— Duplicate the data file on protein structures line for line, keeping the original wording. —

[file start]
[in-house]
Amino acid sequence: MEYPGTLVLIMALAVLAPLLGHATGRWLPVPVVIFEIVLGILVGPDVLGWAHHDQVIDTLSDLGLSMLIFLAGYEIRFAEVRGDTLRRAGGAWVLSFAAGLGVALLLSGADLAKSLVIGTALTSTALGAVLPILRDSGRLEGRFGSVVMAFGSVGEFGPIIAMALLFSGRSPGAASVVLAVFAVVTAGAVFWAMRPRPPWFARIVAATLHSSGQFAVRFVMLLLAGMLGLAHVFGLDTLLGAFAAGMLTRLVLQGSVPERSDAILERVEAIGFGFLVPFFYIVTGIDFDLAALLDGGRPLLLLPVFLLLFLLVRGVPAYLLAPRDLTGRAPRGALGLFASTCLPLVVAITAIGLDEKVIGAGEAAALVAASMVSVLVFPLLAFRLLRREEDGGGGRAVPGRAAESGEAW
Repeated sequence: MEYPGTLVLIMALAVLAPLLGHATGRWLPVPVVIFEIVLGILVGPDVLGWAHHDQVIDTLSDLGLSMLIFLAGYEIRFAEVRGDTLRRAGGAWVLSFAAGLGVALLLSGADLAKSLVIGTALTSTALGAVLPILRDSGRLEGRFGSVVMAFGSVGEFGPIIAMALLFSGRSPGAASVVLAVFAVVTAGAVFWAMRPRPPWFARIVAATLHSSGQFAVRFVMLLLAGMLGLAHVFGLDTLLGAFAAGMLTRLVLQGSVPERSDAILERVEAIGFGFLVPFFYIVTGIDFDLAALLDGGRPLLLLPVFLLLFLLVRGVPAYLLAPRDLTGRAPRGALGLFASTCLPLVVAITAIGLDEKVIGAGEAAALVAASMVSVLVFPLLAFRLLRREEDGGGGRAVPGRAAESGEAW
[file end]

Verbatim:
[in-house]
Amino acid sequence: MEYPGTLVLIMALAVLAPLLGHATGRWLPVPVVIFEIVLGILVGPDVLGWAHHDQVIDTLSDLGLSMLIFLAGYEIRFAEVRGDTLRRAGGAWVLSFAAGLGVALLLSGADLAKSLVIGTALTSTALGAVLPILRDSGRLEGRFGSVVMAFGSVGEFGPIIAMALLFSGRSPGAASVVLAVFAVVTAGAVFWAMRPRPPWFARIVAATLHSSGQFAVRFVMLLLAGMLGLAHVFGLDTLLGAFAAGMLTRLVLQGSVPERSDAILERVEAIGFGFLVPFFYIVTGIDFDLAALLDGGRPLLLLPVFLLLFLLVRGVPAYLLAPRDLTGRAPRGALGLFASTCLPLVVAITAIGLDEKVIGAGEAAALVAASMVSVLVFPLLAFRLLRREEDGGGGRAVPGRAAESGEAW
Repeated sequence: MEYPGTLVLIMALAVLAPLLGHATGRWLPVPVVIFEIVLGILVGPDVLGWAHHDQVIDTLSDLGLSMLIFLAGYEIRFAEVRGDTLRRAGGAWVLSFAAGLGVALLLSGADLAKSLVIGTALTSTALGAVLPILRDSGRLEGRFGSVVMAFGSVGEFGPIIAMALLFSGRSPGAASVVLAVFAVVTAGAVFWAMRPRPPWFARIVAATLHSSGQFAVRFVMLLLAGMLGLAHVFGLDTLLGAFAAGMLTRLVLQGSVPERSDAILERVEAIGFGFLVPFFYIVTGIDFDLAALLDGGRPLLLLPVFLLLFLLVRGVPAYLLAPRDLTGRAPRGALGLFASTCLPLVVAITAIGLDEKVIGAGEAAALVAASMVSVLVFPLLAFRLLRREEDGGGGRAVPGRAAESGEAW